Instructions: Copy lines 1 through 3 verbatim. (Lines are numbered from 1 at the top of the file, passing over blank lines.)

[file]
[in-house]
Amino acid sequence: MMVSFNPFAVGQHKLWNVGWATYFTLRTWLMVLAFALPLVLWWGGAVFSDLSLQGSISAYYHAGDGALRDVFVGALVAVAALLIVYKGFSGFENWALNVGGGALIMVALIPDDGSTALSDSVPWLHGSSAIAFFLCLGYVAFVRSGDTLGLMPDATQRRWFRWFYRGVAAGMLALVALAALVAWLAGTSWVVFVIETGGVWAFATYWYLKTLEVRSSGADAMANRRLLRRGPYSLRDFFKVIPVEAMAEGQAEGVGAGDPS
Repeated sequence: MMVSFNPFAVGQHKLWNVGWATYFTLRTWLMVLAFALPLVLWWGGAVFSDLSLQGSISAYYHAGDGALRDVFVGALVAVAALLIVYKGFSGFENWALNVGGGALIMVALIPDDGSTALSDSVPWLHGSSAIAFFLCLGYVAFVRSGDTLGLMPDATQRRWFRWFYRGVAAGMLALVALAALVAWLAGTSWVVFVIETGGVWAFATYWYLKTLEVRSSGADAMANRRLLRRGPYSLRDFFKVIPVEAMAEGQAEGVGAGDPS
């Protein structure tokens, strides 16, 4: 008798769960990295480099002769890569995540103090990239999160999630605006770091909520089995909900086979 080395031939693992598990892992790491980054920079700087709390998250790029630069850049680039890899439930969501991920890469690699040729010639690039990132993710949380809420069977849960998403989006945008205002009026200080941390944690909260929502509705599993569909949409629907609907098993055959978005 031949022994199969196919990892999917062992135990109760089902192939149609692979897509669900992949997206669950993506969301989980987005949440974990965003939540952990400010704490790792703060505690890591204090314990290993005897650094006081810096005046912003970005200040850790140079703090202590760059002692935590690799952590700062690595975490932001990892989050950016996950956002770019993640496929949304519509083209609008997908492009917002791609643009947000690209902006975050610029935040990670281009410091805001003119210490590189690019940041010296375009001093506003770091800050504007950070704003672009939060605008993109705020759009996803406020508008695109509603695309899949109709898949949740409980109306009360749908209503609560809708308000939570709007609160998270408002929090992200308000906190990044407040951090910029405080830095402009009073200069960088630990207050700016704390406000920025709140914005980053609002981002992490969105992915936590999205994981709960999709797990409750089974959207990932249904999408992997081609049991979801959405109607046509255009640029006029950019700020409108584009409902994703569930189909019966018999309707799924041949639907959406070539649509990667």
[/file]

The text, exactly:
[in-house]
Amino acid sequence: MMVSFNPFAVGQHKLWNVGWATYFTLRTWLMVLAFALPLVLWWGGAVFSDLSLQGSISAYYHAGDGALRDVFVGALVAVAALLIVYKGFSGFENWALNVGGGALIMVALIPDDGSTALSDSVPWLHGSSAIAFFLCLGYVAFVRSGDTLGLMPDATQRRWFRWFYRGVAAGMLALVALAALVAWLAGTSWVVFVIETGGVWAFATYWYLKTLEVRSSGADAMANRRLLRRGPYSLRDFFKVIPVEAMAEGQAEGVGAGDPS
Repeated sequence: MMVSFNPFAVGQHKLWNVGWATYFTLRTWLMVLAFALPLVLWWGGAVFSDLSLQGSISAYYHAGDGALRDVFVGALVAVAALLIVYKGFSGFENWALNVGGGALIMVALIPDDGSTALSDSVPWLHGSSAIAFFLCLGYVAFVRSGDTLGLMPDATQRRWFRWFYRGVAAGMLALVALAALVAWLAGTSWVVFVIETGGVWAFATYWYLKTLEVRSSGADAMANRRLLRRGPYSLRDFFKVIPVEAMAEGQAEGVGAGDPS